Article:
is too young,
She cannot bear your flattering tongue.

Let her be young, or yet too old, yet too old, yet too
   old,
But for her beauty she must be sold.

The haughty thing, she won't come out, she won't come
   out, she won't come out;
The haughty thing, she won't come out,
To help us with our dancing.

Now we have got a beautiful maid, a beautiful maid, a
   beautiful maid;
Now we have got a beautiful maid,
To help us with our dancing.

8.
One poor sailor dressed in blue, dressed in blue,
   dressed in blue,
One poor sailor dressed in blue,
Has come for the sake of your daughter Sue.

My daughter Sue, she is too young,
She cannot bear your flattering tongue.

Whether she be young, or whether she be old,
For her beauty she must be sold.

Take her, take her, the coach is free.

The fairest one that I can see is bonny [name], come
   with we.

   [No!]

The dirty sclipe, she won't come out, she won't come
   out, she won't come out;
The dirty sclipe, she won't come out to dance along with
   me.
Now, I have got another poor maid, &c.
To come along with me.

9.
Here come two ladies down from Spain,
  A len (?) [all in] French garland.
I've come to court your daughter Jane,
  And adieu to you, my darling.
________________________________________________________

(1) Chambers PRS (1847), 278; (1870), 143. [Gomme
II.259.]  Ford CR 88 has a few differences, and fills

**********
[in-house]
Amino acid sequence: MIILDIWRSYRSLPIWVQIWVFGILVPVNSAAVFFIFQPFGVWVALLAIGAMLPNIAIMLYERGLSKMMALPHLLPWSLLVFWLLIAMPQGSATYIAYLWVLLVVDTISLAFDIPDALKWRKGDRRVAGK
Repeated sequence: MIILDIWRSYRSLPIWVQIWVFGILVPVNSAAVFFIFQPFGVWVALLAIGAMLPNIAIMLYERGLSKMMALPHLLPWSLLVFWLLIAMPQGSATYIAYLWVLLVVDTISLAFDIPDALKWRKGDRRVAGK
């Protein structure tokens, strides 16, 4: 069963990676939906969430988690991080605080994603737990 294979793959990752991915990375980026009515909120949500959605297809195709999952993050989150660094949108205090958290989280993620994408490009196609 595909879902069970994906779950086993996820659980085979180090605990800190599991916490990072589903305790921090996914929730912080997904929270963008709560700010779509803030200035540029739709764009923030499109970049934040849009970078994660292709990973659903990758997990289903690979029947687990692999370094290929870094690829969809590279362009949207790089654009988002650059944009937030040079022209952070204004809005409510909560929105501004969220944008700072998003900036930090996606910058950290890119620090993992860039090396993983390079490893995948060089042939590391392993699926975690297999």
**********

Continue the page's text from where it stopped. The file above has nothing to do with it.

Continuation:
out the lacunae: 1-2 Jane 4 the world [extra stanza:]
Then fare ye well, my lady gay,// We'll come again some
other day,//  5 scornful knight [another extra stanza:]
Of my spurs take you no thought,//For in this town they
were not bought,// The stanzas are sung alternately by
the suitors, a line of boys with linked arms, who
advance and retire dancing and singing st. 1; and the
mother, the rest of the girls motionless in a line.  The
formula is repeated until every boy has his mate, when
all march round arm in arm in pairs.  Chambers says "The
game, as it is called, then ends with some little
childish trick."
Gomme compares with "Three Dukes", making out a case for
separate development; the primitive marriage is treated
somewhat differently in each (parental element, sanction
given, etc.).  It may also be compared with what Gomme titles
"Three Sailors"; see "Here's Three Sweeps".
     (2) Gomme II.266, from People's Friend, quoted in a
     review of Arbroath: Past and Present.
     (3) Gomme II.269, from Galloway.
     (4) Gomme ibid., from Berwickshire [A.M.Bell, Antiquary,
     vol. XXX, p. 15].
     (5) Ibid., II.270, from Perth.
     (6) Ibid., 272, from Fochabers.
     (7) Ibid., 273, from Nairn.
     (8) Loc. cit., from Cullen.
     (9) Ibid., 274, from Scotland [place unidentified], from
     N&Q, 3rd series, V. 393.
There are points of resemblance with "Here comes gentle
Rover", q.v.  Willa Muir Living With Ballads (1965), 24, has
fragmentary version (with tune, = How Dry I Am), from N.-E.
Scotland, c. 1901: We are three Jews,/ New come from Spain,/
To call upon/ Your daughter Jane// My daughter Jane,/ She is
too young,/ She cannot bear/ Your clattering tongue. [After
which the words had been forgotten, and it degenerated into a
rough-and-tumble snatch and rescue contest.]
Fraser (1975), 113, has "There were three knights who came
from Spain/ To call upon my sister Jane" etc. (no burden).
When rejected, and on their way, they are called back with
"Come back, come back, your coach is free,/ And choose the
bonniest one you see."  All three knights choose their girls,
who take their places; etc.

Ritchie Golden City (1965), 154 ff. has a version close to
Muir's, with the same tune (p. 176); the suitor is rejected
with the name "Corkscrew", "Cock sparrow" (Restalrig, 1958)
and even "Cockshoe".
See Opies Singing Game (1985), 103 (no. 13); the curious name
seems to be a distortion o

MS
oct97